10. The swivel body of claim 9 further having a second seat formed within the chamber distal the first seat such that the water line connector can selectively be mounted at either end of the swivel body.
 This application claims the priority of Ser. No. 61/257,923 filed Nov. 4, 2009 the disclosure of which is incorporated herein by reference.
 1. Field
 This disclosure relates generally to the field of washing devices for use in packing houses, and more particularly to a unique sprayer swivel body for a packing house carcass washer.
 2. Description of Related Art
 Meat packing houses or slaughter houses utilize a variety of machinery to clean animal carcasses. Washing machines that spray pressurized jets of water onto animal carcasses are generally known within the industry. Particular to packing houses for large animals, such as beef or pork facilities, washing devices have long been used which include a number of spaced apart spray bars, each bar having a plurality of openings through which pressurized water is sprayed directly onto an animal carcass to remove debris, blood and the like.
 These systems may include two (2) or more spray assemblies spaced apart to form an alleyway. Carcasses, often hanging from shackles, are transported along the alleyway between the rows of spray bars so that all sides of the carcass are washed.
 It is also common for the spray bars to be mounted on racks to form a sprayer wall assembly. Multiple spray bars are spaced apart and aligned such that the spray nozzles on each spray bar are generally oriented in the same direction, aimed generally inward the alley way. It should be understood that the orientation of the spray bars and spray wall assemblies can vary. Regardless of the spray wall orientation or composition, animal carcasses are transported between the spaced apart sprayer walls such that all sides of the carcass are sprayed.
 Known spray devices include a water source that is connected to a water valve, sometimes called a swivel body in the industry. The water valve or swivel body directs the water source through an impeller shaft into a water spray line. Pressurized water is then forced through spray nozzles or jets formed into each water line for application directly onto the animal carcass. In known devices, the connection between the water valve and the water spray line is rigid. A number of replaceable bushings are utilized within the water valve to limit or control water leakage between the valve and the impeller shaft and between the valve and the water spray line. At least one set screw is secured through the water valve body to maintain each bushing in place.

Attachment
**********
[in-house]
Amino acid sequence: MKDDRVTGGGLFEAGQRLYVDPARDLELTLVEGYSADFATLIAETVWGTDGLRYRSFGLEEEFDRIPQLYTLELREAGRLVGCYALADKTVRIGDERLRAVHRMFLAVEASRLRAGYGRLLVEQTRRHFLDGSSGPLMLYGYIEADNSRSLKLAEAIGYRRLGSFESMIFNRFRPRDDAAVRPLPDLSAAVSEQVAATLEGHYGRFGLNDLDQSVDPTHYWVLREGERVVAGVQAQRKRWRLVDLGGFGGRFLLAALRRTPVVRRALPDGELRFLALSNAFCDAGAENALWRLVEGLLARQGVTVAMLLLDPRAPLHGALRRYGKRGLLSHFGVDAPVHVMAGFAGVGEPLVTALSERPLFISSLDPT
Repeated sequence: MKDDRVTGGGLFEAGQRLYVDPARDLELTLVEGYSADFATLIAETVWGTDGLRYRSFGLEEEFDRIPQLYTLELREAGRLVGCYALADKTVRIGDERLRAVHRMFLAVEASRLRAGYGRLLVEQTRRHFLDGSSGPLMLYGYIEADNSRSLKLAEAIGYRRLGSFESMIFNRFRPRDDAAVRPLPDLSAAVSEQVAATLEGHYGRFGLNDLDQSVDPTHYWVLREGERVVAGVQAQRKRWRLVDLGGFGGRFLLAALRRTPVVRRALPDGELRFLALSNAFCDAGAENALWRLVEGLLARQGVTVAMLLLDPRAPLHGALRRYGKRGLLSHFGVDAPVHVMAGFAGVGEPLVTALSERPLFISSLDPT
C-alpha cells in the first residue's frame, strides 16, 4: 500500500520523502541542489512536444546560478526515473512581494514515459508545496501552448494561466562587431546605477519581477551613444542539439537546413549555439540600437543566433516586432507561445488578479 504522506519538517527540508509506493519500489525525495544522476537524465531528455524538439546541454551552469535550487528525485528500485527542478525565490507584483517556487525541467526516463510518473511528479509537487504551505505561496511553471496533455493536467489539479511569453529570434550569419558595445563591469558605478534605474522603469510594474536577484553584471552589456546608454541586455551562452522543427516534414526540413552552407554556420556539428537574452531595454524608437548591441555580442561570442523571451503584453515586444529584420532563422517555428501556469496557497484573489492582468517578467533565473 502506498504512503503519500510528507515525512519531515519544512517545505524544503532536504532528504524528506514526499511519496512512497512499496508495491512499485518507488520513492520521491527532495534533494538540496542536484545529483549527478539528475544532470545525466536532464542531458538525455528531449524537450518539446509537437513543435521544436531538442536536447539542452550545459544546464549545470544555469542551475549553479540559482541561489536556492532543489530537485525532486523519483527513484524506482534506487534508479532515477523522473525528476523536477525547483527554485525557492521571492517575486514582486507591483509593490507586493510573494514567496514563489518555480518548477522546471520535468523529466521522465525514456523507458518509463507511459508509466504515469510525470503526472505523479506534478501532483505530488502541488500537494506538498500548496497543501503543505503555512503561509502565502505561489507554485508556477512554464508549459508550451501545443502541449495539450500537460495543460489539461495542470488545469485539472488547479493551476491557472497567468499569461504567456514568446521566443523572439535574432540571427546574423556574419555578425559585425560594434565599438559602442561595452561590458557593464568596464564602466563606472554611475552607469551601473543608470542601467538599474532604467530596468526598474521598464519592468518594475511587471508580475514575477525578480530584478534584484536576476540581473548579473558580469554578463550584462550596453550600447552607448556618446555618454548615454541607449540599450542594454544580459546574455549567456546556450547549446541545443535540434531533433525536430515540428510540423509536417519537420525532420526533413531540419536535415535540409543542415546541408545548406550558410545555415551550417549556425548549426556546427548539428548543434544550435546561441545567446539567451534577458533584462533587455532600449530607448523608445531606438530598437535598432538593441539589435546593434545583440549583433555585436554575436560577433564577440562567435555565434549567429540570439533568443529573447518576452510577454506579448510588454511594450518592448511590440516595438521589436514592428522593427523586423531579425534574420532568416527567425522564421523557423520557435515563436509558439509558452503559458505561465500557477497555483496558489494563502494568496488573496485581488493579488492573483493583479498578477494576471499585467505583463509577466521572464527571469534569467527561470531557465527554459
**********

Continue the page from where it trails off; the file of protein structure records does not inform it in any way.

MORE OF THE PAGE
Currently, as large animal carcasses travel along the line and move between the water washing walls, they are subjected to the forcible water spray that causes the carcasses to pivot, swivel and swing side to side. It is common for the animal carcasses to forcibly contact the water spray lines, the water valves and other parts of the assembly.
 Because the impeller shaft is rigidly fixed within the water valve, as animal carcasses repeatedly strike the mechanism, it causes substantial wear of the bushings. Moreover, the impeller shaft itself may become bent over time which results in pressure loss or water leaking. Because the water spray lines are rigidly fixed to the water valve they are also often bent by contact from the animal carcasses and they quickly become damaged or inoperable. This necessitates substantial repair and maintenance of the known systems.
 Each spray bar is mounted on a rack and is generally connected to a water source at each end. A water valve is used to connect the water source to the water spray bar at each opposing end. Thus, each water bar includes two (2) water valves assemblies. A typical production line usually includes about 20 sprayer bars having 40 total water valves. Because of the extreme wear and tear on the devices, it is necessary to repair or replace these water valves every few months. What is needed is a water valve assembly for use in a packing house that is not easily damaged by the carcasses contacting the spray bars as the carcasses travel along the process line. The instant invention achieves this stated goal by replacing the traditional washer water valve with a very durable manufactured swivel body which includes a ball joint attachment between the swivel body and the spray bar. The swivel body allows the spray bar to move when contacted by animal carcasses thereby limiting damage. Further, the inventive swivel body eliminates the use of set screws, impeller shafts and set collars and is, accordingly, much easier to repair and maintain.